In short, CMOs will be required to drive greater accuracy and consistency throughout the inception, development and deployment of new products or services. To do so, they will need to push their teams to have a better understanding of the consumer and ensure that the insights that drive innovation remain consistent with how a product goes to market.
Here are four marketing myths that can hold back a CMO looking to improve innovation:
‘We need to focus on (insert generational skew)’
When a CMO pushes a team to focus on a group based on one variable (such as age), they not only create imaginary boundaries that don’t exist in consumer culture, but they also require the team to make sweeping generalizations.
Is the experience of a single, 28-year-old female graduate student in New York City the same as a 28-year-old female mother of three in Kansas City? The New Yorker might very well associate a completely different meaning with a product that has “artificial sugar” than the Kansas City mom. Yet many marketers have been pre-conditioned to think in terms of demographics that serve media buying or fit into generic marketing personas.
CMOs who truly want to take a strategic approach need to empathize and decode the emotional needs of the consumer first, and worry about demographics later. The ideal starting point is to identify what dominant meanings are becoming more and more relevant to consumers who matter to the product. Once uncovered, these meanings reveal the core motivations that drive adoption and the dominant values that can serve as the basis for a new brand. They don’t just provide insight to inspire innovation. They remain constant once the product is built and future messaging is crafted and delivered.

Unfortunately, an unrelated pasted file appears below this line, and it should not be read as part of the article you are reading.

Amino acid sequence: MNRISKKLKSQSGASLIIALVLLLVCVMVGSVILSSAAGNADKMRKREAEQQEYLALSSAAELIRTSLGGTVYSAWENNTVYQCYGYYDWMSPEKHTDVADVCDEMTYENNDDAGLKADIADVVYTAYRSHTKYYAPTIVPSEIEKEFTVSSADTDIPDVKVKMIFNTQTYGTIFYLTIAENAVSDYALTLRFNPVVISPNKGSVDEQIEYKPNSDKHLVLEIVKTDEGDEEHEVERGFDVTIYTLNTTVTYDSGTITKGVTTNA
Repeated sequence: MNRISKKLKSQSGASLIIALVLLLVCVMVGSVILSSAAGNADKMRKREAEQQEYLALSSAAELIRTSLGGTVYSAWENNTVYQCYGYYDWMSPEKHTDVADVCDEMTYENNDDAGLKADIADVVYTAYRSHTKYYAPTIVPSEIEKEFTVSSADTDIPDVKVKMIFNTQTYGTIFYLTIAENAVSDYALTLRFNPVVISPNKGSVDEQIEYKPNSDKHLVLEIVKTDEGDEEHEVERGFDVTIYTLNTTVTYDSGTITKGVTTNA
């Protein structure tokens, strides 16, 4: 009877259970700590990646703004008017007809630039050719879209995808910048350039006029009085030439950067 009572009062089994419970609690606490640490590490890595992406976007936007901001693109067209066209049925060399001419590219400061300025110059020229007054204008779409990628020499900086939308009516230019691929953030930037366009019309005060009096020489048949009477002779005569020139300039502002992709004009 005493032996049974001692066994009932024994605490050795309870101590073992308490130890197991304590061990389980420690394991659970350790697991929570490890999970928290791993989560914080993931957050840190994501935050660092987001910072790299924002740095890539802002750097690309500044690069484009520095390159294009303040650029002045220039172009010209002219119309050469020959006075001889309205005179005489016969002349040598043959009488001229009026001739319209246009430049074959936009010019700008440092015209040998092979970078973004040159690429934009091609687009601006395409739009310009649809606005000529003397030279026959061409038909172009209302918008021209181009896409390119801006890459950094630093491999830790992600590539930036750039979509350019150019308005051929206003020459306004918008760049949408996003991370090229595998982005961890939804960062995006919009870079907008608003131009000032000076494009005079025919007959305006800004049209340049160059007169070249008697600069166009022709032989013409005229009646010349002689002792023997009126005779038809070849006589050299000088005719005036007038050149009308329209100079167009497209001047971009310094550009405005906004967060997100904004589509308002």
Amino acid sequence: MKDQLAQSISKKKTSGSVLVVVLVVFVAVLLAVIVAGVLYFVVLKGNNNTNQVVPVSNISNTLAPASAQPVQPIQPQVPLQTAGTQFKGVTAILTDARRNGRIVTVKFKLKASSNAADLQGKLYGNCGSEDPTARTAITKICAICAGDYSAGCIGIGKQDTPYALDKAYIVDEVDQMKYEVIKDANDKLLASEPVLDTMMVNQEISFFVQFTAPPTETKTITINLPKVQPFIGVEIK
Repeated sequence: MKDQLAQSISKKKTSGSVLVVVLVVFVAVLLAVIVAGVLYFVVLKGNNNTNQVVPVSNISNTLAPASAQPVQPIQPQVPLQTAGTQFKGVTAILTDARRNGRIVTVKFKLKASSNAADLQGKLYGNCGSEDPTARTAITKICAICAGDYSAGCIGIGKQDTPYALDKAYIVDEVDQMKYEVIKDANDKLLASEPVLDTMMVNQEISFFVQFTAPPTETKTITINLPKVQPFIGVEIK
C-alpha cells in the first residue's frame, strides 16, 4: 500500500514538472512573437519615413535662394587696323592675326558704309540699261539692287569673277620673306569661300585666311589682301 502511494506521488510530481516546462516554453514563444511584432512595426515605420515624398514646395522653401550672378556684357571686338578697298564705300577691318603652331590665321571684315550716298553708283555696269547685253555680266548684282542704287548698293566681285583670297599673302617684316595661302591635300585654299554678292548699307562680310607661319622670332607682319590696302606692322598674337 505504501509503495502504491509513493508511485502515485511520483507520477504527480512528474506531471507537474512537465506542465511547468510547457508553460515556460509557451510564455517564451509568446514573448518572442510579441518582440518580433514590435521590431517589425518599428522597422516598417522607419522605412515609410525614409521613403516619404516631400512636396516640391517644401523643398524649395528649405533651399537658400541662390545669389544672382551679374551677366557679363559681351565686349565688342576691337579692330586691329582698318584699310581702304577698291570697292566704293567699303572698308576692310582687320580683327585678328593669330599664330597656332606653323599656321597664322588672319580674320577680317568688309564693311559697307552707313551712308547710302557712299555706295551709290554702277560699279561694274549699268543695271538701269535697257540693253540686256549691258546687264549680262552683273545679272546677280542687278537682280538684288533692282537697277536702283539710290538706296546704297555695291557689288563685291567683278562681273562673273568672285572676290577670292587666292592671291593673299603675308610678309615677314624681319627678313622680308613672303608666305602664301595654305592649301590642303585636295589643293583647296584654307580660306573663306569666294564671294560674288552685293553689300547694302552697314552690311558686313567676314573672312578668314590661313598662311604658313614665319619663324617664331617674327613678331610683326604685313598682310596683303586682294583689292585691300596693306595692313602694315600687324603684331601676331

‘We need to reach as many people as possible’
In our modern world, we are faced with fragmented markets—and you can’t be everything to everyone. CMOs of the past have been driven by things such as reach and have tried to get their message in front of as many consumers as possible. But as the old adage goes, you can lead a horse to water, but you can’t make him drink.
Innovators identify the most important, influential consumers in the context of the product or service. While it might feel counterintuitive to focus on smaller groups of consumers, there is more value in understanding and identifying the key group who are highly passionate about what you have to offer. These passionate people are the culture creators in your category and they shape expectations. If you solve for this group of consumers, they will advocate for your solution, and generate more marketing bang for your buck.
‘We need to ask consumers what they want’
A wise man once said that consumers don’t know what they want until you show it to them. While research is key to the innovation process, you have to move beyond focus groups and home visits.
Advancements in natural language processing, machine learning and AI are transforming how companies conduct qualitative research on large amounts of social data. Find solutions that let you map, measure and track changes in culture so you can identify patterns and anticipate the needs of consumers before they are even aware they have the need.
‘We need to keep investing in what’s working’
This is perhaps the most dangerous myth. While marketing is built upon the tenets of taking what works and optimizing it to make it work harder, true innovation requires anticipating changes in culture before they happen. It’s the only way to remain one step ahead of your competitors. Is it easy?
“Innovation isn’t just about quarterly decisions, centralized hubs, or the performance of one specific function,” says Kevin Ryan, CEO of Malachite Strategy and Research. “Instead, it’s about changing and maintaining the culture of a company. Therefore, in order for innovation to succeed, the CMO must use their position to be part marketer and part anthropologist; helping lead employees into territories and decisions that could be out of their comfort zone.”
The demands placed on CMOs are changing, but CMOs are some of the most creative and inventive members of senior leadership. The key to success is understanding that the job is not to bring marketing ideas to innovation. The job is to understand how to create a foundation for innovation at the beginning of the process that can be maintained and clearly articulated when it comes time to market a new solution.
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